A memorial party? What will I wear?

My guest blogger is Ken Roberts, a retired nurse, artist, writer and renovator. A country town nurse for many decades, he’s seen his fair share of death and small town funerals. But a recent invitation to a ‘memorial party’ left him bemused. What is it? What do I wear?

This is Ken’s memorial party experience:

After the recent passing of a dear friend I was very grateful to be included in her farewell in these times of limited numbers of mourners. This was held in the city and was something that I had never experienced before: a memorial party.

Looking back, my experience with funerals was ordinary for me but maybe not for others. I attended a catholic primary school and hymn singing and going to Mass during the school week was common. It was usual that at the regular requiem masses for funerals, we would all march over, very orderly in double file, climb the stairs to the choir and merrily sing the hymns with a watchful Nun on guard to stop any shenanigans. Depending on where you were sitting you would glimpse the coffin and sometimes hear people crying. It was all very matter of fact.

Growing up in a small country town in those days, practices took a long time to change. As I grew, and coming from a large extended family, there were infrequent funerals to attend of relatives. They were always at a Church and usually followed by a boozy wake at some family member’s home.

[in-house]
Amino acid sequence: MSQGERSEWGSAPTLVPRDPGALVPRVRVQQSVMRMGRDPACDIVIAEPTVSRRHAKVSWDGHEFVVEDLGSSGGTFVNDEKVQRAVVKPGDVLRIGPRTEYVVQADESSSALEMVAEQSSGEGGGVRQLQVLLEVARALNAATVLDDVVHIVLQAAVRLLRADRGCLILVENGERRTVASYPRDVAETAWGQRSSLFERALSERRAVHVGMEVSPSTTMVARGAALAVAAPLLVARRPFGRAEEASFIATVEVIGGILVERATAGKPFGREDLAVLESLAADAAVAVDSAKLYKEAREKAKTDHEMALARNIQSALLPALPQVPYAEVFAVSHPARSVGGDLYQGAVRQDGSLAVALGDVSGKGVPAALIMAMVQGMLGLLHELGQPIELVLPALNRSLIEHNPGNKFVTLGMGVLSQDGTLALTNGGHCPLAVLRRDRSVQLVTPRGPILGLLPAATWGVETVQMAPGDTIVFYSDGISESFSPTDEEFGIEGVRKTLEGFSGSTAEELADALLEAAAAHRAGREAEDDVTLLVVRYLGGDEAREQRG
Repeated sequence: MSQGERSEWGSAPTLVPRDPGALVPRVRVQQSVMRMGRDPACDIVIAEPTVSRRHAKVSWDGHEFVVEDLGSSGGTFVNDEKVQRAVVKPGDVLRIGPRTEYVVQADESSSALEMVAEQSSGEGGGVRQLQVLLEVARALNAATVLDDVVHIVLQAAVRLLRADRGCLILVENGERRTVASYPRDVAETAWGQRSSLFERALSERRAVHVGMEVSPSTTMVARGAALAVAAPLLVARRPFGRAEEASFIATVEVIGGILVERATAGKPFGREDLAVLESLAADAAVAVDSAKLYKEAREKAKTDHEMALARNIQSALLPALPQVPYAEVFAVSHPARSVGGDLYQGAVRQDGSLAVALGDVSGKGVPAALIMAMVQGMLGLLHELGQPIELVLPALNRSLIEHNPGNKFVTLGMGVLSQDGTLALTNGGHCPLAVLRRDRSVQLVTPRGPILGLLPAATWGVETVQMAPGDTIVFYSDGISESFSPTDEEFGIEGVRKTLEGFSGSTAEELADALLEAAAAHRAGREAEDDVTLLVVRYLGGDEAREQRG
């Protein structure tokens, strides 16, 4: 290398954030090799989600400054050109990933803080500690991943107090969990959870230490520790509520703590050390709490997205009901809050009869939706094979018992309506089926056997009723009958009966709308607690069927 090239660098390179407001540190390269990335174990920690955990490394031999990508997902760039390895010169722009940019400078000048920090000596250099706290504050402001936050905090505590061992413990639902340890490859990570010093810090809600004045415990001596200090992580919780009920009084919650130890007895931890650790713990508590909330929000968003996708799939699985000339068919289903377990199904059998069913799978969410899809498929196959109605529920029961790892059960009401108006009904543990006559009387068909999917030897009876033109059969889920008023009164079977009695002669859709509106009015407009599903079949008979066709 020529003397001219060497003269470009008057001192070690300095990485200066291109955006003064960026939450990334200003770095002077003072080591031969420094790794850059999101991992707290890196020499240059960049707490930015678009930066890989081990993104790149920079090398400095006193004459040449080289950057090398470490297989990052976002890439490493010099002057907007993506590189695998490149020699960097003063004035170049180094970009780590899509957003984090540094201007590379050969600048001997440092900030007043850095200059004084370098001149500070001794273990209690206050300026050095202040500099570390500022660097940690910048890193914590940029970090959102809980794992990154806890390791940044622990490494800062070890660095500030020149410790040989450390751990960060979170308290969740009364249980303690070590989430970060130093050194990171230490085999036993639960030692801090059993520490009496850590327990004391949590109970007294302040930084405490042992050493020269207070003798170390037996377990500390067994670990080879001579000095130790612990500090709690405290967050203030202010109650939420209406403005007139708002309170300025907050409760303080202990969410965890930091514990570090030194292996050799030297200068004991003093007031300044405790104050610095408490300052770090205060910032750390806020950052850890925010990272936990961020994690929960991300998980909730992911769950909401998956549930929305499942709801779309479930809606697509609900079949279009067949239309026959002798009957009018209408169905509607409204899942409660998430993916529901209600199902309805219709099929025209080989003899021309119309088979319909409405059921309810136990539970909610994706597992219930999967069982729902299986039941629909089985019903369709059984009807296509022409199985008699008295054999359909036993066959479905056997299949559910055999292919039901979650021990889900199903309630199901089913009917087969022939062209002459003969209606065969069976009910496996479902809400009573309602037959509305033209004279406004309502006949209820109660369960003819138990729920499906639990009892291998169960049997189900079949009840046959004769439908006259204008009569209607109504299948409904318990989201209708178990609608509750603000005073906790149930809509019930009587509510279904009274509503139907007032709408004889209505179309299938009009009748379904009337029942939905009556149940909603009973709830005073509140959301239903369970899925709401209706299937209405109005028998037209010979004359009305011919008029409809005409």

Changing times: a non-church funeral

Nothing much changed until the local funeral director set up a new office which included a chapel. Some locals slowly began to use that option. It seemed very “modern” to be out of a church and in a building that had once housed the local video shop. I must be quite traditional because I wasn’t sure how I felt about this change. I think the fact that the funeral directors were locals and they understood people’s needs and they catered for what they wanted so very well made it an easier and more accepting transition.

When my mother died and I was helping to organise the funeral, we went the traditional route-church, cemetery and wake in the church hall. My parents were the only practising Catholics on either side of the family and so we honoured that but, keeping it in mind, we tried to make it as simple and less religious as possible. Unfortunately the local Priest had other ideas and he proceeded to include lots of scriptures, incense and holy water blessings! We were not happy.

The turning point: a short and sweet funeral for Dad, away from the church

As a result of this when a few years later my father passed away, we took a stand and bravely by-passed the church and held his service in the funeral director’s chapel with our much loved female funeral director celebrant reading the eulogy and running the no-nonsense down to earth service. Dad was a plain and simple man and wouldn’t have wanted a fuss. He had a plain raw pine coffin with rope handles. (It was good enough for the last Pope!) My sister, a former florist, made the flowers for the top of the coffin with natives from her garden intertwined with rusty barbed wire. (Dad used to make things from barbed wire.)